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After months-long wait, Senate tees up vote on Hurricane Michael aid bill

The Atlanta Journal-Constitution — Tamar Hallerman The Atlanta Journal-Constitution

March 15--WASHINGTON -- An end may soon be in sight for Hurricane Michael victims who have been seeking emergency aid from Congress for months.

Senate Majority Leader Mitch McConnell on Thursday teed up a procedural vote on legislation that would deliver federal agriculture and infrastructure relief to victims of recent natural disasters.

Just what will be included in that bill is still unclear, but Georgia senators said McConnell's move sets up votes in the chamber the week of March 25.

"I think we're very close to having sealed the deal," said Republican U.S. Sen. Johnny Isakson.

Farmers in southwest Georgia face greater difficulties if the money doesn't come soon. They have new expenses coming with the arrival of another planting season, and they were hit hard by the Oct. 10 storm.

The University of Georgia estimates that Hurricane Michael cost the the state's agriculture sector more than $2.5 billion in losses.

Senior members of the Senate Appropriations Committee were still negotiating the details of the package when lawmakers left Washington for the week-long St. Patrick's Day recess on Thursday evening. Sticking points continued to be the scope of assistance for Puerto Rico as well as potential legislative add-ons.

Democrats are pushing for additional aid for the U.S. territory beyond the $610 million included in the legislation Isakson and Georgia colleague David Perdue introduced last month.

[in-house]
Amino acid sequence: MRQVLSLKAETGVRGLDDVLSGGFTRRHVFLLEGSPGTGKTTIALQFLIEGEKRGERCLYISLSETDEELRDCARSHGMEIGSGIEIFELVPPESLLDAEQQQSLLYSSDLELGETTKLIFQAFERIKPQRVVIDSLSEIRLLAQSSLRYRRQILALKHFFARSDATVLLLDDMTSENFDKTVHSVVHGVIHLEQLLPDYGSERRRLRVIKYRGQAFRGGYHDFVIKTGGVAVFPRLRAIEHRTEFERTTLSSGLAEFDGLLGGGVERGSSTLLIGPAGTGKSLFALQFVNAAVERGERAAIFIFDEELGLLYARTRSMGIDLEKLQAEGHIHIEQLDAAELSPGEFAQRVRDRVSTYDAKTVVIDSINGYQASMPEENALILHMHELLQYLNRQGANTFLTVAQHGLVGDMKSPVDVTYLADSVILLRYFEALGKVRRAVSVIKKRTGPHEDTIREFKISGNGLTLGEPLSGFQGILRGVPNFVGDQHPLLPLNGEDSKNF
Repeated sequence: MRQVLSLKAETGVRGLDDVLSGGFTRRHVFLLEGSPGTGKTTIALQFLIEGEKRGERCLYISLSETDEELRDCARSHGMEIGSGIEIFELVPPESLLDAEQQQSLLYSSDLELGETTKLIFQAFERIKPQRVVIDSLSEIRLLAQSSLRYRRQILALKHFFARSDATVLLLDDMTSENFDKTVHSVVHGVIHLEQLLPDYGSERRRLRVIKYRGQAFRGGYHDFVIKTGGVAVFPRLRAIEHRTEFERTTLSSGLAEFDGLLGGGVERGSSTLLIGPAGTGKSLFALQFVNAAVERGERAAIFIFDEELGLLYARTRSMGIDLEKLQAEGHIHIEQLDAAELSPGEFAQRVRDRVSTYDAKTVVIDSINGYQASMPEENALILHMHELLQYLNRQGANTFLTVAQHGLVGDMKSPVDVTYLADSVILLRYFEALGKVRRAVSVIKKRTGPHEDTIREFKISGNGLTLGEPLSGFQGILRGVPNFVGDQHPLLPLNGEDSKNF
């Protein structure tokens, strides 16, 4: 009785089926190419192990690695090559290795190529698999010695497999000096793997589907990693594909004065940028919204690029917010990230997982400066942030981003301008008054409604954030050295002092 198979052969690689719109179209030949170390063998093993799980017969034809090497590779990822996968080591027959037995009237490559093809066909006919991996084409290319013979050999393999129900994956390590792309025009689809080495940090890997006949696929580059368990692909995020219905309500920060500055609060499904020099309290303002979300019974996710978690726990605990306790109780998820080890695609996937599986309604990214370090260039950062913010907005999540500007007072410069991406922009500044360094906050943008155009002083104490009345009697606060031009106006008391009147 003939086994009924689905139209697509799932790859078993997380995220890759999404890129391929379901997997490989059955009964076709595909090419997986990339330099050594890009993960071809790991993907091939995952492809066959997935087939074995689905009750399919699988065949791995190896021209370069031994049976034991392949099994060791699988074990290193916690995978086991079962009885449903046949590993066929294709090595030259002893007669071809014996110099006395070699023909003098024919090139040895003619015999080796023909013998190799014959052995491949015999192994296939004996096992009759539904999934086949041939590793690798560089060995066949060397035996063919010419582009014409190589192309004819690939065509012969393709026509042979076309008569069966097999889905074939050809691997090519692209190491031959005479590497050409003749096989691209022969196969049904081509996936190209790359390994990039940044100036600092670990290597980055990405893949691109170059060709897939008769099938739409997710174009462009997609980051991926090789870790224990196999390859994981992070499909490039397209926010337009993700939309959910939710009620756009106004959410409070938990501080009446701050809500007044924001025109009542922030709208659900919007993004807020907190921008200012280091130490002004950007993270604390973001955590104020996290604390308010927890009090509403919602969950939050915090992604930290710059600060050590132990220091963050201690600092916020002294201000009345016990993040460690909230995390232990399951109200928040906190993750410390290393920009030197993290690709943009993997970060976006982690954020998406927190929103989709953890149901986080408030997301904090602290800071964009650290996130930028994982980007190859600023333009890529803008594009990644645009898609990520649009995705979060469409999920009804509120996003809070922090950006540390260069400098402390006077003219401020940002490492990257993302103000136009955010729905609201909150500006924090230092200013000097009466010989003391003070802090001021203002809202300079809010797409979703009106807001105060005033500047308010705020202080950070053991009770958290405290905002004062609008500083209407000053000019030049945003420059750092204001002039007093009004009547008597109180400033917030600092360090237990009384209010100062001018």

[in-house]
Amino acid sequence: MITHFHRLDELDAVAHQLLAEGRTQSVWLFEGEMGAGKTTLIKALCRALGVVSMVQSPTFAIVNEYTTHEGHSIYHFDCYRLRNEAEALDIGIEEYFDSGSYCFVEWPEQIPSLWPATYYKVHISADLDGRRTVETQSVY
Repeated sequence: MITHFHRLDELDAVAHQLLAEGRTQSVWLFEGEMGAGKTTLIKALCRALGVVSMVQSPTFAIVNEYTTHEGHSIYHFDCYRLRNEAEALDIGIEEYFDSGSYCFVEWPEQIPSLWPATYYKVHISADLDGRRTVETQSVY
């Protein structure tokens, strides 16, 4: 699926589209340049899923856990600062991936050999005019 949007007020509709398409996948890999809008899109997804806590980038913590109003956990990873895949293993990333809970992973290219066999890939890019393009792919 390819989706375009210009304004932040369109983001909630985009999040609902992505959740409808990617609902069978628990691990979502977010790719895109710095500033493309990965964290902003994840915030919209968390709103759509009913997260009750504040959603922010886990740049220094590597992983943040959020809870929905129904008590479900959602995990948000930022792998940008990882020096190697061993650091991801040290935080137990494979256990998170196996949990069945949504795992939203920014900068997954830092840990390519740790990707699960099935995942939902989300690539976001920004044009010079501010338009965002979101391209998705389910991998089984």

The Georgians squeezed a major concession from President Donald Trump when he agreed to sign off on that amount, since the Puerto Rico money is what derailed disaster assistance talks last month.

The money is aimed at preventing a late March funding "cliff" for the island's food stamp program, which is more limited in scope than the one used on the U.S. mainland. Puerto Rico's Department of Family Affairs began cutting benefits earlier this month in order to sustain the program.

The White House has signaled it won't accept more than the $610 million for Puerto Rico. Trump previously told White House staffers he didn't want additional dollars going to the island because he thought local officials were exploiting the federal government, according to the Washington Post.

Democrats say far more than $610 million is needed for the Caribbean island, which is still struggling to recover from 2017's Hurricane Maria.

"That amount is completely inadequate," said U.S. Sen. Richard Blumenthal, D-Conn., who co-authored a recent letter to Senate leaders with three other progressive Democrats, including presidential candidates Bernie Sanders and Elizabeth Warren. "Puerto Rico is part of the U.S. The people who live there are American citizens. They deserve the same treatment."

Perdue, a Trump ally, said the president is "trying to meet all the needs that need to be addressed."

Under pressure from Gov. Brian Kemp and local farm groups, Isakson and Perdue have been pushing their Senate colleagues to set aside their differences and advance the aid package as soon as possible.

The tornado that recently ripped through Alabama and Georgia has added more urgency to the effort, and the package Perdue and Isakson introduced will likely be expanded upon to account for some of the damage.

"There will be some additions to it. We just don't know what yet," Perdue said.

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